Alternative Realities in Breich
A potholed road and some mind-expanding artwork
A road once linked the A71 at Briech with the A705 Lanark road at Blinkbonny. It's marked on road maps of not-too-long-ago in the reassuring yellow of a B-road; a route of some significance.
Most of Briech's most important buildings – the hall, the kirk, and the police station – lay either side of the Woodmuir road, which then continued southward between green fields towards Woodmuir farm. After passing over a railway level crossing, the road climbed steadily upwards through open moorland, enjoying ever-finer vistas westward as you gained height. Finally the Lanark road was reached at Blinkbonny – a spot whose name means “beautiful view”.
This would once have been a busy road, providing a vital link between the mining village of Blinkbonny and the miners rows that lay either side of the road close to Woodmuir farm. Both settlements were built by the Woodmuir Coal Company during the 1870's or 80's to house the workforce of pits and works spread out across the high moors. The company's mineral railway zig-zagged up the hillside to reach this industry. The 36 or-so homes huddled together at Blinkbonny formed a self-sufficient little community, served by a company school, a store and a recreation hall
Coal beneath the high moorland of Woodmuir was exhausted by the mid 1890's, and the company then looked eastward to work the coal buried deep beneath the surface of Nether Longford Moss. The company's new Woodmuir No.5 & 6 pits began production in 1896 and continued to win coal until 1963. The new village of Breich was created alongside the Ayr road to serve the new pit, while Blinkbonny and the other old rows grew increasingly dilapidated and were condemned in the 1930's.
Today, the Woodmuir road is neglected. After leaving the last of Briech's houses, the surface of the road becomes rough and eroded. Patches of tarmac remain, but in many places water has cut deep channels so that the route looks more like the bed of a burn than a public highway. A 4x4 now seems essential to reach the farm and other scattered cottages, yet the wee postie's van still finds its bumpy way along the full route, perhaps guided by instincts passed down from past generations of postal workers.
A conifer forest now forms a green canyon either side of the moorland road, which remains in constant shadow throughout the short days of January. Within this gloomy landscape there are remains of a mining past. At the roadside, and in clearings within the forest, there are traces of long abandoned shafts, appearing like giant mossy doughnuts. The footprint of miners houses can still be made out in fields close to Woodmuir farm while remarkably, rails remain embedded in the road surface at the level crossing. The coal company's little pug engine would have crossed the road here at the start of its arduous journey up the steep gradients of the zig-zag railway. Despite this historical interest, on a grey winters day, all impressions are of a dreich, lonely and miserable place.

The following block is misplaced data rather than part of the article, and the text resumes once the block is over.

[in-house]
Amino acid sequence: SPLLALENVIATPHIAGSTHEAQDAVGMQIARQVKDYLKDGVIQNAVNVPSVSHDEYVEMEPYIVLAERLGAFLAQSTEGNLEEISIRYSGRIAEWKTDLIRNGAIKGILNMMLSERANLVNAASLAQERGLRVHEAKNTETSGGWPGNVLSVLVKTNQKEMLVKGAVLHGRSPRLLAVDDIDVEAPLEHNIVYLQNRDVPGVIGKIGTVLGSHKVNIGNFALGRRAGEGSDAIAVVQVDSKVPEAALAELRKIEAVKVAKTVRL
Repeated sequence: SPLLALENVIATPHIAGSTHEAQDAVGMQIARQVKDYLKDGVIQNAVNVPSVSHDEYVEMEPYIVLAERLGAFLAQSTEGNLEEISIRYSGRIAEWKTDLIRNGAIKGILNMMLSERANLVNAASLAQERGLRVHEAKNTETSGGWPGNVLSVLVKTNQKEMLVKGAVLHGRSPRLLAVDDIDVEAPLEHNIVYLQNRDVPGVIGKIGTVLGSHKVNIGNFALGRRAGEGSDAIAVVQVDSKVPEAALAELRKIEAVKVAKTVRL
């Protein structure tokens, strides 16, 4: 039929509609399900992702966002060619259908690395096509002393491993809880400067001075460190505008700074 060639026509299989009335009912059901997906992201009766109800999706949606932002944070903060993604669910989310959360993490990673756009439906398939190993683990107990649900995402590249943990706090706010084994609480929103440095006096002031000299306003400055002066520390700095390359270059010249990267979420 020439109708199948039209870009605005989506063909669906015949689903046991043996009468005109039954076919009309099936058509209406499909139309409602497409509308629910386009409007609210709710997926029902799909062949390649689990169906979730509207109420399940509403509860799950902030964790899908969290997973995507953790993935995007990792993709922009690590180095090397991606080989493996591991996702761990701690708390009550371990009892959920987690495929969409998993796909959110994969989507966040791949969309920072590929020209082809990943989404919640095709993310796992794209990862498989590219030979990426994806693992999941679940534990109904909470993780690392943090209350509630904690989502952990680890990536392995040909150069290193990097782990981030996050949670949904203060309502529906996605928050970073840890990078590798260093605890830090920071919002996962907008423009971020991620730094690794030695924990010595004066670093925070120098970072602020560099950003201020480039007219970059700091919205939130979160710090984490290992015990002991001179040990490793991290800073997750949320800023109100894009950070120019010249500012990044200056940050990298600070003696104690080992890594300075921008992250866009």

Close to the level crossing, a winding path through the withered undergrowth leads to a tumbledown brick shed with a heavy concrete roof. It's a humble structure, that might once have housed a pump to serve colliery operations. A jagged hole in one of the walls offers a startling glimpse of brilliant fluorescent colour, which is in arresting contrast to the drab tones of the surrounding landscape. Climbing down into the chamber is rather like passing through a portal into an alternative reality. A moon painted on the ceiling illuminates all, while a fireplace and washing machine sketched out on the walls serves many practical needs. All other surfaces form a cacophony of brilliant colour and startling shapes that seem to describe places, creatures and sensations that are not of this world. Time spend in this wonderland amazes and astounds. When finally emerging from this immersion, you half expect that the world to have changed . It wouldn't be so much of a shock to find yourself in a Victorian land of steam and industry, or else propelled into an unimaginable jaw-dropping future
While such temporal shifts cannot be guaranteed, West Lothian can now be proud it own Sistine Chapel, which certainly ranks as one of the Seven Wonders of Briech.
We now understand that this art is the work of Jodie Neil, and was a project during the first Covid lockdown. Jodie, you're a star, thanks for brightening our day.